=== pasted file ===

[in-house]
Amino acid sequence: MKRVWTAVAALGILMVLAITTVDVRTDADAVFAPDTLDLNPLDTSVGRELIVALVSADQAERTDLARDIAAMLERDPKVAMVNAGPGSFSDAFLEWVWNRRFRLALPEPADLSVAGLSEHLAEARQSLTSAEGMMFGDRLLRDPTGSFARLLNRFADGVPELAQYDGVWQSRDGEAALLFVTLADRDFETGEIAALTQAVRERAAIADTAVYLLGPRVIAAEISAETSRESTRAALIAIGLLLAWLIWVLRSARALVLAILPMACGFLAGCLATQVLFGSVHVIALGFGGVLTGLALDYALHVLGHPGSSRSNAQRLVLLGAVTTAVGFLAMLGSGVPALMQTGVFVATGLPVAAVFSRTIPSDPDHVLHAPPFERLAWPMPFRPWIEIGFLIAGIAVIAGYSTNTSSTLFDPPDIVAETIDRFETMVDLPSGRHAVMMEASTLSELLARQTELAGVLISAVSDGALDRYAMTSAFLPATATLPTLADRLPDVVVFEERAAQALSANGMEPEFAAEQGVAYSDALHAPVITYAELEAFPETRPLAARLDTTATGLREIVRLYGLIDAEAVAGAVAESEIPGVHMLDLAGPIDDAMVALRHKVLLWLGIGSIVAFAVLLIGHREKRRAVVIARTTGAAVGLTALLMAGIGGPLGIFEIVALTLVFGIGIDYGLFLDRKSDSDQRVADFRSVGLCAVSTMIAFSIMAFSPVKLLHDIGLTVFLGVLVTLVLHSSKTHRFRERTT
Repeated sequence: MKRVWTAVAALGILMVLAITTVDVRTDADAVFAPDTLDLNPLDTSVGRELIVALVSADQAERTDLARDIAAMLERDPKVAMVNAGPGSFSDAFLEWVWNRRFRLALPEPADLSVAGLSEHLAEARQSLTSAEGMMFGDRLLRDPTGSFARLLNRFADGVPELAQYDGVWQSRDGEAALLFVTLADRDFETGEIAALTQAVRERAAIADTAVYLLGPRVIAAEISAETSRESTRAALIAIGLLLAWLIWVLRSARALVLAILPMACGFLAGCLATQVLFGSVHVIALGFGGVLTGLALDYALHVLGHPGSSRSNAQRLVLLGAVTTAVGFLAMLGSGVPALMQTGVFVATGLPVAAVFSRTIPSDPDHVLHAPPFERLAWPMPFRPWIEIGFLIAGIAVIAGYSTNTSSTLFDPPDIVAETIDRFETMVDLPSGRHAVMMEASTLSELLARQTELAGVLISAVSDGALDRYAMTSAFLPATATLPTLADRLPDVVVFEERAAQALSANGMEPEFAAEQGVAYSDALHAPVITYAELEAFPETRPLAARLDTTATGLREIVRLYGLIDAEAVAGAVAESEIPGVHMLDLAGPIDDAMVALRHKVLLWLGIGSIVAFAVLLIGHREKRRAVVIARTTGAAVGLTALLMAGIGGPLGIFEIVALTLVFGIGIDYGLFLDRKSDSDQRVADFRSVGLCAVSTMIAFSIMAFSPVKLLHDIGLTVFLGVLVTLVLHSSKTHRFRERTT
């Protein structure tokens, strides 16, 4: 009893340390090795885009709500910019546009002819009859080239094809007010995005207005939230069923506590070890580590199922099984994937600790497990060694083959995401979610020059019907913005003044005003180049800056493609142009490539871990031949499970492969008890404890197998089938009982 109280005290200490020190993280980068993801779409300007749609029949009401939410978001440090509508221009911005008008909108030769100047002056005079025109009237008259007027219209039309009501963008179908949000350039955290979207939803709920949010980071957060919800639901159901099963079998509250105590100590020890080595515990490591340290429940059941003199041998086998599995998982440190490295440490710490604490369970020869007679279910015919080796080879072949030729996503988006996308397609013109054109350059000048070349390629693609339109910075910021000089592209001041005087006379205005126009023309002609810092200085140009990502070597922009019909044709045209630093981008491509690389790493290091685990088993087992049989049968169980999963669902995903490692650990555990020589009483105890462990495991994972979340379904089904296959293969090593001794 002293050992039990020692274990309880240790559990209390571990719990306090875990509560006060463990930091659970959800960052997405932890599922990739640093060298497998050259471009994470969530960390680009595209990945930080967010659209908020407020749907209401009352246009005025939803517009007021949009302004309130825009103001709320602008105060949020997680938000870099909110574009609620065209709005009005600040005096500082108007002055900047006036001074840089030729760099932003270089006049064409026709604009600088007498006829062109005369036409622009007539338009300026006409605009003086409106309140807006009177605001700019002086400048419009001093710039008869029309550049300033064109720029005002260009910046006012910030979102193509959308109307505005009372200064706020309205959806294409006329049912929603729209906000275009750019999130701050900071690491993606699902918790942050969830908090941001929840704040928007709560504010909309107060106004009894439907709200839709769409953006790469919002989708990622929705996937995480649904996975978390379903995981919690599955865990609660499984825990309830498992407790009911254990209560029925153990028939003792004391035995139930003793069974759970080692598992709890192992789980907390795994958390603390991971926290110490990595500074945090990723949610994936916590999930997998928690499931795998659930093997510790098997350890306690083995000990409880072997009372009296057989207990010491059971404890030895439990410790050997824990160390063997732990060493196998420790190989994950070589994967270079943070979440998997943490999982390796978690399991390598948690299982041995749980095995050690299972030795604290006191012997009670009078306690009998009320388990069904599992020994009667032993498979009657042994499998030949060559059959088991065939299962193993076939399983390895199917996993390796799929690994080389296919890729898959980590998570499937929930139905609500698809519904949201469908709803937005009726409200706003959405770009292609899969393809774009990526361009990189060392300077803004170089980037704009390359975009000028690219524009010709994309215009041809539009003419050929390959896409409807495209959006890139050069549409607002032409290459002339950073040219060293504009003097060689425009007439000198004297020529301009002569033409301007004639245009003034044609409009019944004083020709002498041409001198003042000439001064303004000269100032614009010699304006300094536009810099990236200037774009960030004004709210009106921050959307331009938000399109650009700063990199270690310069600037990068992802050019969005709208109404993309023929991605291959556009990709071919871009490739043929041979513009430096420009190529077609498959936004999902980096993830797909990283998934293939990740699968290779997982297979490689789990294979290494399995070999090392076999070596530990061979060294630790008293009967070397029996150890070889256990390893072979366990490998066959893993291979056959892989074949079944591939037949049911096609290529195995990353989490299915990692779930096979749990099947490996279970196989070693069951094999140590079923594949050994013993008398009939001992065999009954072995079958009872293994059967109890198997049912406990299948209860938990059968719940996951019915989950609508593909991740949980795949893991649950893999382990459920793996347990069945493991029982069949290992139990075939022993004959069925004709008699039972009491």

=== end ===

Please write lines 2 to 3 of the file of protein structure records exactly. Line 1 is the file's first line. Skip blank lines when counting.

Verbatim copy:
Amino acid sequence: MKRVWTAVAALGILMVLAITTVDVRTDADAVFAPDTLDLNPLDTSVGRELIVALVSADQAERTDLARDIAAMLERDPKVAMVNAGPGSFSDAFLEWVWNRRFRLALPEPADLSVAGLSEHLAEARQSLTSAEGMMFGDRLLRDPTGSFARLLNRFADGVPELAQYDGVWQSRDGEAALLFVTLADRDFETGEIAALTQAVRERAAIADTAVYLLGPRVIAAEISAETSRESTRAALIAIGLLLAWLIWVLRSARALVLAILPMACGFLAGCLATQVLFGSVHVIALGFGGVLTGLALDYALHVLGHPGSSRSNAQRLVLLGAVTTAVGFLAMLGSGVPALMQTGVFVATGLPVAAVFSRTIPSDPDHVLHAPPFERLAWPMPFRPWIEIGFLIAGIAVIAGYSTNTSSTLFDPPDIVAETIDRFETMVDLPSGRHAVMMEASTLSELLARQTELAGVLISAVSDGALDRYAMTSAFLPATATLPTLADRLPDVVVFEERAAQALSANGMEPEFAAEQGVAYSDALHAPVITYAELEAFPETRPLAARLDTTATGLREIVRLYGLIDAEAVAGAVAESEIPGVHMLDLAGPIDDAMVALRHKVLLWLGIGSIVAFAVLLIGHREKRRAVVIARTTGAAVGLTALLMAGIGGPLGIFEIVALTLVFGIGIDYGLFLDRKSDSDQRVADFRSVGLCAVSTMIAFSIMAFSPVKLLHDIGLTVFLGVLVTLVLHSSKTHRFRERTT
Repeated sequence: MKRVWTAVAALGILMVLAITTVDVRTDADAVFAPDTLDLNPLDTSVGRELIVALVSADQAERTDLARDIAAMLERDPKVAMVNAGPGSFSDAFLEWVWNRRFRLALPEPADLSVAGLSEHLAEARQSLTSAEGMMFGDRLLRDPTGSFARLLNRFADGVPELAQYDGVWQSRDGEAALLFVTLADRDFETGEIAALTQAVRERAAIADTAVYLLGPRVIAAEISAETSRESTRAALIAIGLLLAWLIWVLRSARALVLAILPMACGFLAGCLATQVLFGSVHVIALGFGGVLTGLALDYALHVLGHPGSSRSNAQRLVLLGAVTTAVGFLAMLGSGVPALMQTGVFVATGLPVAAVFSRTIPSDPDHVLHAPPFERLAWPMPFRPWIEIGFLIAGIAVIAGYSTNTSSTLFDPPDIVAETIDRFETMVDLPSGRHAVMMEASTLSELLARQTELAGVLISAVSDGALDRYAMTSAFLPATATLPTLADRLPDVVVFEERAAQALSANGMEPEFAAEQGVAYSDALHAPVITYAELEAFPETRPLAARLDTTATGLREIVRLYGLIDAEAVAGAVAESEIPGVHMLDLAGPIDDAMVALRHKVLLWLGIGSIVAFAVLLIGHREKRRAVVIARTTGAAVGLTALLMAGIGGPLGIFEIVALTLVFGIGIDYGLFLDRKSDSDQRVADFRSVGLCAVSTMIAFSIMAFSPVKLLHDIGLTVFLGVLVTLVLHSSKTHRFRERTT